Former prime minister Tony Abbott, Indigenous leader Noel Pearson and Fr Frank Brennan SJ were among those to appear yesterday before the parliamentary inquiry into Labor’s referendum proposal on an Indigenous Voice to Parliament. Source: ABC News.
Mr Abbott offered a staunch criticism of a proposed constitutionally enshrined Voice to Parliament. He supported recognising Aboriginal and Torres Strait Islander people as the first Australians, but not the Voice.
“I think it’s important that we achieve Indigenous recognition, but this is so much more than recognition. This is about government,” he told the committee.
“I don’t want to change the way we’re governed. I just want to acknowledge the fact that Indigenous people were here first and should be respected as the first Australians.”
Fr Brennan, a law professor who supports the Voice and would vote for it in its current form, said changing the language of the amendment from allowing the Voice to make representations to “executive government” to “ministers of the state” could broaden support for the referendum among Coalition politicians.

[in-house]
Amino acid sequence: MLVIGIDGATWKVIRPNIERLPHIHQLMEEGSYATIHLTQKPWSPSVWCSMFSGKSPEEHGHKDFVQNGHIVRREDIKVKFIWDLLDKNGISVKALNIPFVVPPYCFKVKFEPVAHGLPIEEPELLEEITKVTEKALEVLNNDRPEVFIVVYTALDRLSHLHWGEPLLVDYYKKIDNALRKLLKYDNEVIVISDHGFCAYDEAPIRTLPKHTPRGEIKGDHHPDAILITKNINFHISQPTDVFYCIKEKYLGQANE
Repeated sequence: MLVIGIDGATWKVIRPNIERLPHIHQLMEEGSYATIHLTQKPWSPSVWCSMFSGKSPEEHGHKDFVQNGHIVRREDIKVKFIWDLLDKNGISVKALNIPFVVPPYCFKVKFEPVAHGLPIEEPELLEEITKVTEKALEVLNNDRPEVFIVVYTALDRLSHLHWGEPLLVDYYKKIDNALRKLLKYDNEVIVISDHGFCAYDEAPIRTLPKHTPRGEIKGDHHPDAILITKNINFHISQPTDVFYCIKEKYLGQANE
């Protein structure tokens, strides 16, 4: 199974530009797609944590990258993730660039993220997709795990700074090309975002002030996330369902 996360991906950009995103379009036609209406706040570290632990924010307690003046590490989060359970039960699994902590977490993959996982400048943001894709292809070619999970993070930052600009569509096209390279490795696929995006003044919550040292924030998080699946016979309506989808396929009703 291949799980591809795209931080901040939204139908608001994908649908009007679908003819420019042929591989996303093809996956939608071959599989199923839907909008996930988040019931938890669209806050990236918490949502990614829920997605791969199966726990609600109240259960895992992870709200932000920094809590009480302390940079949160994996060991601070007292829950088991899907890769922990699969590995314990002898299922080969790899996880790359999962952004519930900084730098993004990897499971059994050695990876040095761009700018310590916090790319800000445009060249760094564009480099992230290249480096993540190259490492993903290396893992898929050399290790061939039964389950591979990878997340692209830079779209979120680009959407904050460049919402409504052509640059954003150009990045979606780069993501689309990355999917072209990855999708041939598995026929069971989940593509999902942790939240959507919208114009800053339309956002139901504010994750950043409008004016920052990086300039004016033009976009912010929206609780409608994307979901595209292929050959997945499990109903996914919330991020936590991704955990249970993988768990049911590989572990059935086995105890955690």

“I think what is necessary is … get the formula of words as good as possible … with the hope that it might attract on board some of the key Liberals,” he told the committee.
Fr Brennan said he had hoped the referendum would go further and properly acknowledge Australia’s Indigenous history in the constitution.
Mr Pearson, a “Yes” campaigner who has previously accused Opposition Leader Peter Dutton of “preparing the grave” to bury the Uluru Statement from the Heart, said he looked forward to the referendum, dubbing it a “good thing” for Australia and the democracy.
“What the Voice does is improve [the constitution] by giving a voice to the most marginalised in our country,” he said.